He moved on to federal politics, representing Lac-Saint-Louis riding from 1993 to his 2004 retirement. While Clifford Lincoln still calls Quebec home, he hopes to see reversed the trend of seeing children departing their province for a better future.
“Politics is the art of the possible, but for people of principle it can also become the art of the impossible.”
In December 1988, Clifford Lincoln resigned from Bourassa cabinet which had decided to invoke the notwithstanding clause to override the Supreme Court judgement favouring bilingual signage.
He is praised for being a “bridge-builder and consensus maker”, and will be awarded the QCGN’s Goldbloom Award.
“Life in the crowded Plateau Mont-Royal in the post-war years was a time of modest beginnings and big dreams, including those of a young Sidney Stavitsky, aka Sid Stevens, and his friend Earl De La Perralle.”
Sid & Earl’s Sun Youth first started with a local newspaper called the Clark Street Sun, and evolved to become the city’s first food bank in its headquarters in the former Baron Byng High School on St. Urbain. In tribute to their work, Sid and Earl are among the recipients of this year’s Sheila and Victor Goldbloom Distinguished Community Service Award, to be handed out by the Quebec Community Groups Network October 26.
“Dans la foulée du dernier remaniement ministériel du gouvernement de Philippe Couillard, la ministre Kathleen Weil hérite du nouveau secrétariat dédié aux Relations avec les communautés anglophones du Québec.”
In this radio interview to CFIM, Helena Burke, director general of the Council for Anglophone Magdalen Islanders (CAMI), presented her beliefs that the new Secretariat will help English-speaking minority communities, especially in isolated sectors, to access Quebec government services in their language.
The creation of a new Secretariat is an action sought by the Quebec Community Groups Network for a few years. It was suggested by Premier Philippe Couillard that its creation was forthcoming.
Listen to the interview on CFIM’s website (in French)
“For Kathleen Weil, it was one of those ‘Mom would be proud’ moments of her life. The mother who made her daughter wear green ribbons in her hair to school on St. Patrick’s Day was very proud of her family’s Irish and Scottish roots, Weil said in an interview with the Montreal Gazette.”
Following the nomination of Kathleen Weil as minister responsible for relations with English-speaking Quebeckers, political columnist Philip Authier interviewed her to get a better sense of her expectations on the job. She had to defend her credentials to take on the job, especially since it’s the first time a Liberal government has created such a position.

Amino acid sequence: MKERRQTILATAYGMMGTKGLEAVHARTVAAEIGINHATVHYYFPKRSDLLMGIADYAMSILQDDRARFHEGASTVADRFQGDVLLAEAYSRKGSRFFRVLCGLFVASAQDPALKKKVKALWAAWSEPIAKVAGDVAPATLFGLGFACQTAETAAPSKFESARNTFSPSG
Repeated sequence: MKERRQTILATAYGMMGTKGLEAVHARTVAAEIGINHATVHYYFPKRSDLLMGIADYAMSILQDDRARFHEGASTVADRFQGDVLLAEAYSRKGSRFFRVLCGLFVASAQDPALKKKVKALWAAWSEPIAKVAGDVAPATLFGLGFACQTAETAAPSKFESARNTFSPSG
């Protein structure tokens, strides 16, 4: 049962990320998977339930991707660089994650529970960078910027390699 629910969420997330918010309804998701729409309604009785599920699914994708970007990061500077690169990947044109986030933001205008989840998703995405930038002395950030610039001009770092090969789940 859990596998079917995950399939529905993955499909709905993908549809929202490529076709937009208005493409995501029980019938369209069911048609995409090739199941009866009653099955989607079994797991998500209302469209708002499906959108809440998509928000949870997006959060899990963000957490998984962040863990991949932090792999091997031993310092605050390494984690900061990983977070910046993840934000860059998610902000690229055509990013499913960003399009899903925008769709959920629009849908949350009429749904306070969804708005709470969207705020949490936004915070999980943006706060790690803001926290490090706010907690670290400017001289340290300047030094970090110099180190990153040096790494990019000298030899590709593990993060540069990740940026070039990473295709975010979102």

Her past experiences as director of legal affairs at the now-defunct anglophone rights group Alliance Quebec was also mentioned. Geoffrey Chambers, vice-president of the QCGN, said it’s important for the English-speaking community to have someone that they can talk to.
“Carter has devoted the last thirty years to championing the rights of English-speaking Quebecers to receive care in English”
CTV’s Caroline Van Vlaardingen interviews James Carter, winner of the 2017 Sheila and Victor Goldbloom Distinguished Community Service Award. Carter has been a tireless and effective advocate for improved access to health and social services in English in Quebec. Carter will receive his award at the QCGN’s Community Awards evening which takes place on October 26 at the St. James Club.
“Later this month, Claudia Di Iorio will be honoured by the Quebec Community Groups Network for her leadership in road safety education and the work she’s done to enact change in Montreal.”
Seven years after being injured from a high-speed collision, she shared her story in the documentary “Dérapage”. She also served as spokesperson for the Cool Taxi initiative and now sits on the board of Quebec’s automobile insurance board (SAAQ). She’s been chosen for the QCGN’s third annual Young Quebecers Leading the Way Award to recognize and celebrate outstanding achievements of English-speaking Quebecers under 30.
“Quebec’s new minister for relations with anglo Quebecers says don’t expect her to spearhead changes to Quebec’s language law.”
Kathleen Weil spoke with Leslie Roberts on CJAD 800 on Thursday morning for the first time since being given the job in Wednesday’s cabinet shuffle.
“Premier Philippe Couillard’s Wednesday cabinet shuffle, designed to give the aging Liberal regime a mix of new youthful panache and sage management, is in reality a calculated attempt to put out the numerous brush fires endangering the Liberal brand.”
Quebec’s anglophone lobby, the QCGN, wanted a greater direct voice in decision-making. They now have a minister in the cabinet, Kathleen Weil. Although Couillard’s shuffle seems to be solving most problems he had during his mandate, it’s seen as a rejuvenated technique to boost on Quebecers’ desire for change.
One big news in the shuffle was Couillard’s decision to act on a promise he made and give the English-speaking community a greater voice in his government. The QCGN welcomed Weil as a “strong advocate” while former Equality Party Leader Robert Libman said it was nothing more than a symbolic gesture.
“Kathleen Weil is calling her appointment as minister responsible for relations with English-speaking Quebecers ‘historic.’ “
Premier Philippe Couillard had already promised to create a secretariat to deal with English-speaking Quebecers’ issues. Now, following his latest cabinet shuffle, the government will have a minister dedicated to the task. Kathleen Weil, of Scottish-Irish descent, studied at McGill University. She said her office will relay concerns and priorities of Quebec’s English speakers to the government.
Community groups hope this cabinet shuffle means a fresh start in the province’s approach to the English-language minority. Michelle Eaton-Lusignan commented about the specific situation of the community while Helena Burke from CAMI asked to adapt programs to account for the realities of smaller communities. On Twitter, the QCGN welcomed and congratulated the new minister.